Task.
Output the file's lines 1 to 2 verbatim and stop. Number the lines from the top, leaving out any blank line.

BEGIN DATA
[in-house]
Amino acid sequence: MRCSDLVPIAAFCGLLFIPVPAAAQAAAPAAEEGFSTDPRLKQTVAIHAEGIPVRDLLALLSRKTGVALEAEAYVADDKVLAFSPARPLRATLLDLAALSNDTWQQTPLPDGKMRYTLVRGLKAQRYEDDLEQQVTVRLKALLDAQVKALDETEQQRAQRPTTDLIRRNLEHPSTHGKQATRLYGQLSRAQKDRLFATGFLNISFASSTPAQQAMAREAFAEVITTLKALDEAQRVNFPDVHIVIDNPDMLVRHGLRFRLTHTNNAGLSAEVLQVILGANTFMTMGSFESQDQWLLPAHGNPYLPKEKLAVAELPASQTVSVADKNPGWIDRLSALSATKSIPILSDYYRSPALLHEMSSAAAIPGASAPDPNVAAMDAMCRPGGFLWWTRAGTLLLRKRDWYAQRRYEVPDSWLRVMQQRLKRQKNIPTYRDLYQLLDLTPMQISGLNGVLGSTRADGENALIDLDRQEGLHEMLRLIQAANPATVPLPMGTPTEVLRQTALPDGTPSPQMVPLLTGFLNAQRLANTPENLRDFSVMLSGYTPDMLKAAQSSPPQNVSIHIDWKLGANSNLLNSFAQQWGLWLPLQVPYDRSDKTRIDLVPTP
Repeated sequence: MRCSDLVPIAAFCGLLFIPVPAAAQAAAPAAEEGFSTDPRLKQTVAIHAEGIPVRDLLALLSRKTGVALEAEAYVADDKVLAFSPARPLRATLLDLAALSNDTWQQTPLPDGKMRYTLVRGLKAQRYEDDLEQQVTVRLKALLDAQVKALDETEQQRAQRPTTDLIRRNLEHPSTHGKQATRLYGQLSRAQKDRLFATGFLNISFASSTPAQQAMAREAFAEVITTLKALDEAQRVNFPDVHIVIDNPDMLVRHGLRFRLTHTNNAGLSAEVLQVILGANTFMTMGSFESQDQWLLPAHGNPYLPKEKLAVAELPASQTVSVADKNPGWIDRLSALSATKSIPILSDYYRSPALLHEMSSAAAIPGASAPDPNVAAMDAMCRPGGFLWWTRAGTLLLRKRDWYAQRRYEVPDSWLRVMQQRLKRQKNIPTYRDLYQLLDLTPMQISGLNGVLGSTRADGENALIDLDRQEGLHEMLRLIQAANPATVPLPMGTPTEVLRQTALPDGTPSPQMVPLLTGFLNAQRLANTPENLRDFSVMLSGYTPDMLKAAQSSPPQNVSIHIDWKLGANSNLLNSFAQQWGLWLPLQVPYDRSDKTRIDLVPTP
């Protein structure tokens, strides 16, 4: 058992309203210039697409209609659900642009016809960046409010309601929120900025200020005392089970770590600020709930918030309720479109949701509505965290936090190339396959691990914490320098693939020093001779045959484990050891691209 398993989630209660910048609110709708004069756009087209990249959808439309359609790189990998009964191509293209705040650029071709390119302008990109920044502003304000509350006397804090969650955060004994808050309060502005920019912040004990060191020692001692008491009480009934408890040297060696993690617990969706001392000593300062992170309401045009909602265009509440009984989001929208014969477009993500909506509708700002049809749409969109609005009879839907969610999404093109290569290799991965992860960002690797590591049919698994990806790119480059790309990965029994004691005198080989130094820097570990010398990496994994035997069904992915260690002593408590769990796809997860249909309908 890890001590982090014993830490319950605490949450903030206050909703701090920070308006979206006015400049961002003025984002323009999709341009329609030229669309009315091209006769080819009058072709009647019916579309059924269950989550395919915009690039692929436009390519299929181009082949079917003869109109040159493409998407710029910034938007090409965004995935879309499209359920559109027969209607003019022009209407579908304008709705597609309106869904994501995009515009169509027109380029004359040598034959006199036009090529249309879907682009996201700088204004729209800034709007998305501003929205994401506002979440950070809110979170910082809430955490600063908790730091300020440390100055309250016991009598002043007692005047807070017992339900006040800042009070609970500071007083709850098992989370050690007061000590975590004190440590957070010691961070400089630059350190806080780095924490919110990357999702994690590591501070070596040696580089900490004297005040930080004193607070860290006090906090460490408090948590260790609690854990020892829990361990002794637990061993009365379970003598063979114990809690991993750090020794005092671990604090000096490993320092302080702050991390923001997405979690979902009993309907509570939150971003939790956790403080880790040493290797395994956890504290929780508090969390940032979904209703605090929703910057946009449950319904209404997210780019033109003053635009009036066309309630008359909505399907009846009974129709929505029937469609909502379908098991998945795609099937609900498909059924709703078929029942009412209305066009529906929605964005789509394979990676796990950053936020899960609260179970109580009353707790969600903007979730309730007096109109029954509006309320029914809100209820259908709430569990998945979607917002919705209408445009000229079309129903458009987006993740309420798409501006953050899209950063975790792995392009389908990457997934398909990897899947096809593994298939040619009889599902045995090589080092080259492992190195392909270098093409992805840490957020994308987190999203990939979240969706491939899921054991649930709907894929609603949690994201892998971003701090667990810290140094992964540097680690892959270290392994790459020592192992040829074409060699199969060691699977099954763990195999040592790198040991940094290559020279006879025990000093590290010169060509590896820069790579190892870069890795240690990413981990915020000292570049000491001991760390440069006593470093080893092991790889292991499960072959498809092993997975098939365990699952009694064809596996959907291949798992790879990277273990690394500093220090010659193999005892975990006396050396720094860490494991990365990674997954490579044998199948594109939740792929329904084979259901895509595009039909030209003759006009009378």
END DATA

[in-house]
Amino acid sequence: MRCSDLVPIAAFCGLLFIPVPAAAQAAAPAAEEGFSTDPRLKQTVAIHAEGIPVRDLLALLSRKTGVALEAEAYVADDKVLAFSPARPLRATLLDLAALSNDTWQQTPLPDGKMRYTLVRGLKAQRYEDDLEQQVTVRLKALLDAQVKALDETEQQRAQRPTTDLIRRNLEHPSTHGKQATRLYGQLSRAQKDRLFATGFLNISFASSTPAQQAMAREAFAEVITTLKALDEAQRVNFPDVHIVIDNPDMLVRHGLRFRLTHTNNAGLSAEVLQVILGANTFMTMGSFESQDQWLLPAHGNPYLPKEKLAVAELPASQTVSVADKNPGWIDRLSALSATKSIPILSDYYRSPALLHEMSSAAAIPGASAPDPNVAAMDAMCRPGGFLWWTRAGTLLLRKRDWYAQRRYEVPDSWLRVMQQRLKRQKNIPTYRDLYQLLDLTPMQISGLNGVLGSTRADGENALIDLDRQEGLHEMLRLIQAANPATVPLPMGTPTEVLRQTALPDGTPSPQMVPLLTGFLNAQRLANTPENLRDFSVMLSGYTPDMLKAAQSSPPQNVSIHIDWKLGANSNLLNSFAQQWGLWLPLQVPYDRSDKTRIDLVPTP